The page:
FEW characteristics are more common to human nature, or more commonly admitted, than procrastination. Yet even though it is a nearly universal human trait, it is just as universally considered to be a bad thing, demanding excuse or apology. I believe that this conclusion is not justified and that it is time for someone to step forward in defense of the power of productive procrastination (actually, I have thought so for awhile, but just haven't been able to get around to doing anything about it). Procrastination arises when we are faced with something unpleasant that we feel we must or should do. Prime examples include doing our income taxes (and now, thanks to the beneficence of our government, the new W-4 forms), paying bills, making up, grading or studying for exams, preparing sales reports or other paperwork, etc. Given that such projects are less than attractive, we set about to find ways to put them off. In so doing, we focus the force of our creativity on discovering things which suddenly need doing first. The key to productive procrastination lies in harnessing, for useful purposes, this creative ability to duck responsibility.
A productive procrastinator is a person who, when faced with a distasteful duty, can only justify putting it off by first working on other things that ought to be done but for which there has not been time or energy. In these people, procrastination is a force for social good. It first leads to redoubled efforts and greater accomplishments in other worthwhile areas, then gives way to a sense of duty which motivates them to finish the task they worked so hard to avoid.
Productive procrastination broadens our horizons. If not for work we wanted to avoid, we would not be nearly as well informed as we are. Procrastination is the lever we use to learn what we ought to know but which otherwise gets squeezed out of our busy lives. For example, I am convinced that if it were not for procrastination, most of us would know almost nothing of politics or international affairs and most journalists would be out of a job. Similarly, productive procrastination can make us better people. Introspection can be a painful but extremely useful thing - so painful, in fact, that it can take an even more painful alternative to lead us to it.
Spring cleaning would seldom take place if it were not for the possibility of putting off doing our taxes till the last minute. Vacuuming, laundry, and waxing the car are other manifestations of this same principle. Productive procrastination lets us eat better. Having something to put off can result in some good ``home cooking'' that would otherwise be too time consuming. This gourmet cooking can last several days when putting off something really ``big.'' Productive procrastination gets us to communicate with one another. Parents, otherwise too absorbed in their work, can be brought to spend time with their families. Letters get written and phone calls get made, continuing or reestablishing relationships.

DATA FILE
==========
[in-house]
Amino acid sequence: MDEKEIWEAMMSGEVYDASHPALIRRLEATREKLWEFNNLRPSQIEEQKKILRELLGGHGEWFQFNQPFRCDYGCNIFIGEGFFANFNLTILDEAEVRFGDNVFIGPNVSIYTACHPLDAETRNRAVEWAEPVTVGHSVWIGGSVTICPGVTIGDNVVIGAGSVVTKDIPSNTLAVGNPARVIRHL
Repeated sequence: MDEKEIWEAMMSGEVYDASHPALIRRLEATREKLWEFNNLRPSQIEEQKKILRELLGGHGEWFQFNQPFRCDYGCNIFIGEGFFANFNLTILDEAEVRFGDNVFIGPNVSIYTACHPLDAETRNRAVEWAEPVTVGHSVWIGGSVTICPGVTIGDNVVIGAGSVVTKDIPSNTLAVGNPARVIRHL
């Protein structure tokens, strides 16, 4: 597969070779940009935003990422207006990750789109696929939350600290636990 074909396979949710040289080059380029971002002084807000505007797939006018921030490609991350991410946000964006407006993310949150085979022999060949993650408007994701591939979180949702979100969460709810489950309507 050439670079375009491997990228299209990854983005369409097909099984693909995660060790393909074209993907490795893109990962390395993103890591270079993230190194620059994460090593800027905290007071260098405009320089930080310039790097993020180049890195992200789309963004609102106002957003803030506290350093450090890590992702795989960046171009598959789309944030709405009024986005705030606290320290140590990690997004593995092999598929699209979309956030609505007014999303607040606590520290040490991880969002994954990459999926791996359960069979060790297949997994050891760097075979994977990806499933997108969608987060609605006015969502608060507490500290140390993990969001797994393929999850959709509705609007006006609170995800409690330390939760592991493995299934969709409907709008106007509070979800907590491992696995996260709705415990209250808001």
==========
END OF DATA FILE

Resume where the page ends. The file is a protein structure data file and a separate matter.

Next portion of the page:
Notice that I have not defended all forms of procrastination. In particular, I have not promoted ``couch potato'' procrastination, which involves seeking refuge in inaction. This type of procrastination involves the abrupt awareness of a need for some rest and relaxation prior to facing the rigors of the task ahead. It is unproductive because rather than generating the energy and enthusiasm to attend to the chore at hand, this ``R & R'' typically fuels the mind to even greater exertions to invent ``new and improved'' excuses to avoid it. The result is often that the dreaded deed that had been put off is barely finished, with nothing but guilt to show for the failure to get anything else done.
However, even what may appear to be ``couch potato'' procrastination may in fact be very productive. For example, what teaches lessons about crisis management (by keeping you in a continual crisis) like procrastination? It also allows you to gain better information prior to making a decision, allowing better choices to be made. This is why most parents advise their kids to procrastinate about deciding whom and when to marry. Occasional periods of such ``creative worry'' are often a precursor to insight and are characteristic of those we think of as geniuses. Procrastination also allows some problems to go away by themselves with the passage of time, providing a productive tonic to the destructive tendency to try to fix every problem in advance.
There are other benefits to productive procrastination. Putting off things you really have to do gives you a ready-made excuse any time someone wants to impose (``I'd love to, Bob, but I really have to ...''). It also helps you avoid being given additional unwanted responsibilities by making it clear that you can just handle what you have to do now, thereby avoiding the fate of those who finish early. Procrastinators have a huge strategic advantage over those who don't, because they can always outwait them.
It is time to stop denigrating all forms of procrastination. It is time to try to harness it for good. Productive procrastination is the answer, because it allows us to accomplish more than we could without it.
Gary M. Galles teaches economics at Pepperdine University in Malibu, Calif.